Over the course of the past several years, baseball fandom in Houston, Texas, has meant deep, dark, and prevailing sorrow.
The last time the Houston Astros made the playoffs was 2005, when they were swept out of their first-ever World Series by the Chicago White Sox. Not only has the team not been back to the playoffs since, but in 2013, the Astros became the second team in Major League history to lose over 105 games in three consecutive seasons.
This year was meant to be different. In late July, the Astros were on pace for a playoff berth when the team announced that the Taylor Swift concert at the team's stadium had been rescheduled to accommodate a potential playoff run. Baseball is a notoriously superstitious and curse-prone sport. Understandably, this logistical hubris made some fans a little bit nervous:
One month later, the Astros had taken over first place in the AL West and had a five-game lead on their in-state rivals, the Texas Rangers. They still held the top spot in September when Taylor Swift performed her rescheduled gig in Houston. And then came the curse.
As D’Arcy Maine at ESPNW notes, “Houston has turned in a lackluster 7-11 record since her [September] concert—including losing seven of the eight games immediately after.” The young team, once poised to storm into the playoffs, is clinging onto life, having lost control of the division and the wild-card spot.
If you’re willing to believe in the dark power of Swift, you’ll see that Houston isn’t the only team afflicted. Two days after Swift performed at the Washington Nationals’ ballpark in July, the lights went out during the next home game. The star pitcher Max Scherzer knew who to blame:
Well who was the last one to use Nationals Park last? Taylor Swift.. I blame her for the power outs tonight. We now have #BadBlood— Max Scherzer (@Max_Scherzer) July 18, 2015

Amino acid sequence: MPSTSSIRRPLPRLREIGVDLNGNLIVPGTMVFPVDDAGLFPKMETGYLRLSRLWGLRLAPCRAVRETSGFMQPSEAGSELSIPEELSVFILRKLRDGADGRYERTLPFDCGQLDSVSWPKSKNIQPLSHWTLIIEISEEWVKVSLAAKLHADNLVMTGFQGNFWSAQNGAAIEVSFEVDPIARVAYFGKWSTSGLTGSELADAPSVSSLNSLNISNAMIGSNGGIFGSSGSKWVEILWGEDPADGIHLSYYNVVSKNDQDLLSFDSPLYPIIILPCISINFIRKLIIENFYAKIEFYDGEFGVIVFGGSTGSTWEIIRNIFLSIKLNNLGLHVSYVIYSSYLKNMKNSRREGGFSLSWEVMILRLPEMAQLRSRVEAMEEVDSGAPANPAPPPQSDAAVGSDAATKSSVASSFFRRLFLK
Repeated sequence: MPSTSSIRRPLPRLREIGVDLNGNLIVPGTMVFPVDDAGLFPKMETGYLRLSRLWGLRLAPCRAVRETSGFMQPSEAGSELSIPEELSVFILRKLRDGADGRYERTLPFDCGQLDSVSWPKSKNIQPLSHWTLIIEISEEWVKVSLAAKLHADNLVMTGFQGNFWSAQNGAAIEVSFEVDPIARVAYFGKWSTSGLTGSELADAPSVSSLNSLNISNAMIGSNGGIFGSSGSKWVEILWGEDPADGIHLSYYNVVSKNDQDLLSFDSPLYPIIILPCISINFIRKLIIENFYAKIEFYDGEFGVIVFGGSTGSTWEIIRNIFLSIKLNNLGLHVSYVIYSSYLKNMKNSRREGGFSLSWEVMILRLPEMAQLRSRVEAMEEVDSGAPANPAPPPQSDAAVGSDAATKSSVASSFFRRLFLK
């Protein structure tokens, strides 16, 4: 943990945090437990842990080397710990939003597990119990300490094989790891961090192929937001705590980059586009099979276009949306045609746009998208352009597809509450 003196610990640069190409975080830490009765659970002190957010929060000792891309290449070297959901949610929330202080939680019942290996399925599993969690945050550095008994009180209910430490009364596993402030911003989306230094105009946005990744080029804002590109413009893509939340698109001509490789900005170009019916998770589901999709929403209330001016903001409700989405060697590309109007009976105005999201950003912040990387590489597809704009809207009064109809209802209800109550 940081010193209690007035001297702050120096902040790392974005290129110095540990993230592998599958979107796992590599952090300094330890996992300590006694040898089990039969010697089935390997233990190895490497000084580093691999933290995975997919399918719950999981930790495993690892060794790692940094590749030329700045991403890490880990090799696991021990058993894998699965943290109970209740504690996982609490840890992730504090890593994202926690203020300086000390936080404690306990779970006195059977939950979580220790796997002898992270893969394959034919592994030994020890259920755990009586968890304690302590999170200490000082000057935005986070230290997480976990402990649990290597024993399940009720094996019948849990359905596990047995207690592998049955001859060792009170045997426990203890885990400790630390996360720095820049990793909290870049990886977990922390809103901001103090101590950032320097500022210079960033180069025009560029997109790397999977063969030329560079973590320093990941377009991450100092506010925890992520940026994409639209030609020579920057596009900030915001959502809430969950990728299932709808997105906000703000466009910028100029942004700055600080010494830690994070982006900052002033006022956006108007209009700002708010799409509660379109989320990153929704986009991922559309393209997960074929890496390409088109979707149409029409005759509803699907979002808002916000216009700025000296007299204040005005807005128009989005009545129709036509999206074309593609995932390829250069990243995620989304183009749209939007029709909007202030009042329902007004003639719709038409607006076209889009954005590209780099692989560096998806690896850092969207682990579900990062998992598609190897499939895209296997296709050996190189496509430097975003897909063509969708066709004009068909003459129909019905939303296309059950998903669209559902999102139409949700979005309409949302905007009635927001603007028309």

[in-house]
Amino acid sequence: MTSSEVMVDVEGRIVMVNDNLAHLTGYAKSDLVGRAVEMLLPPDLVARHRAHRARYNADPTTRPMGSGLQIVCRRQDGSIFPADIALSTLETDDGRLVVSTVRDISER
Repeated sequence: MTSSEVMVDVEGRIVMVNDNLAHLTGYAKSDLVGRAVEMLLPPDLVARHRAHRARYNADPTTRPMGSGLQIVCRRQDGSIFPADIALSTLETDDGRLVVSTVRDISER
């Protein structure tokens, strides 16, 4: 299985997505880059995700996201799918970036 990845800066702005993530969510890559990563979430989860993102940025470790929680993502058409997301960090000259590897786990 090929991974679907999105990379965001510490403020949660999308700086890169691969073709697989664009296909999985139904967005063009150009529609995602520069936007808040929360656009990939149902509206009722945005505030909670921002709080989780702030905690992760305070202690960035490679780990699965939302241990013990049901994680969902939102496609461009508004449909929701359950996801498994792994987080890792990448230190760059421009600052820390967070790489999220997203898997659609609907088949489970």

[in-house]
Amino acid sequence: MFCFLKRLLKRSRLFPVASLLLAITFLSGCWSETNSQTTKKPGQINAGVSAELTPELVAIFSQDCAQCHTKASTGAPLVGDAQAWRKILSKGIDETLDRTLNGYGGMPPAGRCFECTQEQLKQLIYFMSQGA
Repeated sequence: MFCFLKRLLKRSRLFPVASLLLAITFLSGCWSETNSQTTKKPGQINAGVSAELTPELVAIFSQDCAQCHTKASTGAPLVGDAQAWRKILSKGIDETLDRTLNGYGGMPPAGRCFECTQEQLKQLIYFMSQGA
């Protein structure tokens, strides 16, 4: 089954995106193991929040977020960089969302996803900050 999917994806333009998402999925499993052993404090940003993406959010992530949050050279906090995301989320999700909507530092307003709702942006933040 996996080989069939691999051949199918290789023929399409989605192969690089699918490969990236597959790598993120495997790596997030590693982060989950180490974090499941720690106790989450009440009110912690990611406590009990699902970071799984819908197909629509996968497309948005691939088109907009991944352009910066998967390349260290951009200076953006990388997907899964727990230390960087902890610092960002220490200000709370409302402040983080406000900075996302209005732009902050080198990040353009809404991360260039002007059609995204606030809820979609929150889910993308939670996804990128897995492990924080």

The Nationals—a preseason favorite to reach the World Series—were also poised to make the playoffs when Swift performed in Washington, D.C., holding first place in the National League East.
Maine notes, that since that Swift concert, “the team has had an epic collapse—compiling a 32-38 record and being eliminated from the postseason.” In an added jinx, earlier this week, Scherzer, who pitched a no-hitter in June, had another no-hit bid broken up when he was just five outs shy of the feat.
Baseball fans are getting spooked. On Thursday, the Toronto Star fretted aloud about Swift’s two sold-out performances this weekend at the Rogers Centre, where the Toronto Blue Jays play. Twenty-four hours earlier, the team clinched a division title and will be making its first playoff appearance since 1993 when the team won the World Series on Joe Carter’s famous walk-off home run.
The city is understandably excited. Just a few weeks ago, one zealous fan made a viral Blue Jays-themed video parody of “Blank Space,” Taylor Swift’s hit song. The highly produced “First Place,” has lyrics like: Oh my god/Look at this team/Could be better than ‘93.
Those poor fools.
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